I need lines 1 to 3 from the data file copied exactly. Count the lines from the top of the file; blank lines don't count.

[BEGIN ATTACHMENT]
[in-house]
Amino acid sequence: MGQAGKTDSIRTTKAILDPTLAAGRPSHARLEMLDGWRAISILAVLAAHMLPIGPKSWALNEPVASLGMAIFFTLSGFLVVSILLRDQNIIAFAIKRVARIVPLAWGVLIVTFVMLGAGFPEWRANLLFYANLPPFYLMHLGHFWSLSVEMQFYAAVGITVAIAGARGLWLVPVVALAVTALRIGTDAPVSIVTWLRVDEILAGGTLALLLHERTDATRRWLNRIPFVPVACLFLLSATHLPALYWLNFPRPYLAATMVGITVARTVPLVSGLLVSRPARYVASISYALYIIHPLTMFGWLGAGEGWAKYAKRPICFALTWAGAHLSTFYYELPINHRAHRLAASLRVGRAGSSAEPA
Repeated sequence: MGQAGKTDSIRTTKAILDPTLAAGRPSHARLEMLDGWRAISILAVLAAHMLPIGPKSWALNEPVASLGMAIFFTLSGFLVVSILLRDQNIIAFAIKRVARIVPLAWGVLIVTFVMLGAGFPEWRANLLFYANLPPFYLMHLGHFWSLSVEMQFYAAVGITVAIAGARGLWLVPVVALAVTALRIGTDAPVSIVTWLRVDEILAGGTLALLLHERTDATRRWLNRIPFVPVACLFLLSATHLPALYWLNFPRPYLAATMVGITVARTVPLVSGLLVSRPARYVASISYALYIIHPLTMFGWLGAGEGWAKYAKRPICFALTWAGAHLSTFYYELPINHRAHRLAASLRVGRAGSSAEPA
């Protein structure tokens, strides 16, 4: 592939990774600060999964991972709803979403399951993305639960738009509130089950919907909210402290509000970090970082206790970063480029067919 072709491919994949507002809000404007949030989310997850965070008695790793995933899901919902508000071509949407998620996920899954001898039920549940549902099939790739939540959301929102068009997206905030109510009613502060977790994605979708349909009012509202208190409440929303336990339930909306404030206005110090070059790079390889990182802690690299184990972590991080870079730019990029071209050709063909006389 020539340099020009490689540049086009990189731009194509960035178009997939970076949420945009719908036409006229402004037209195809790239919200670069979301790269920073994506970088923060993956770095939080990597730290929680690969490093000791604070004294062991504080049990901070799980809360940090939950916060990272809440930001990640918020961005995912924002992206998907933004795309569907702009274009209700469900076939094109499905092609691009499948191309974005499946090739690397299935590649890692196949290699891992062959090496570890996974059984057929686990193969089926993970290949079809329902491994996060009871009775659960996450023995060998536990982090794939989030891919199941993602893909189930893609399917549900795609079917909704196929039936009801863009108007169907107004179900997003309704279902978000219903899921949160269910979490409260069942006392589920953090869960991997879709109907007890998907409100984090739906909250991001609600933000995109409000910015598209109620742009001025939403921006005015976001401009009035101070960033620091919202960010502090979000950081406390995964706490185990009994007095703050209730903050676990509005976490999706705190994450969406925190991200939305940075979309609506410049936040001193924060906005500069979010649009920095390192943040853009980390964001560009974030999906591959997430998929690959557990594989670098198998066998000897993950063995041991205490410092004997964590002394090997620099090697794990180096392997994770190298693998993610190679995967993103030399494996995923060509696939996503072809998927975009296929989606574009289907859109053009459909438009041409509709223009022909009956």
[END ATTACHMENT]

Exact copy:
[in-house]
Amino acid sequence: MGQAGKTDSIRTTKAILDPTLAAGRPSHARLEMLDGWRAISILAVLAAHMLPIGPKSWALNEPVASLGMAIFFTLSGFLVVSILLRDQNIIAFAIKRVARIVPLAWGVLIVTFVMLGAGFPEWRANLLFYANLPPFYLMHLGHFWSLSVEMQFYAAVGITVAIAGARGLWLVPVVALAVTALRIGTDAPVSIVTWLRVDEILAGGTLALLLHERTDATRRWLNRIPFVPVACLFLLSATHLPALYWLNFPRPYLAATMVGITVARTVPLVSGLLVSRPARYVASISYALYIIHPLTMFGWLGAGEGWAKYAKRPICFALTWAGAHLSTFYYELPINHRAHRLAASLRVGRAGSSAEPA
Repeated sequence: MGQAGKTDSIRTTKAILDPTLAAGRPSHARLEMLDGWRAISILAVLAAHMLPIGPKSWALNEPVASLGMAIFFTLSGFLVVSILLRDQNIIAFAIKRVARIVPLAWGVLIVTFVMLGAGFPEWRANLLFYANLPPFYLMHLGHFWSLSVEMQFYAAVGITVAIAGARGLWLVPVVALAVTALRIGTDAPVSIVTWLRVDEILAGGTLALLLHERTDATRRWLNRIPFVPVACLFLLSATHLPALYWLNFPRPYLAATMVGITVARTVPLVSGLLVSRPARYVASISYALYIIHPLTMFGWLGAGEGWAKYAKRPICFALTWAGAHLSTFYYELPINHRAHRLAASLRVGRAGSSAEPA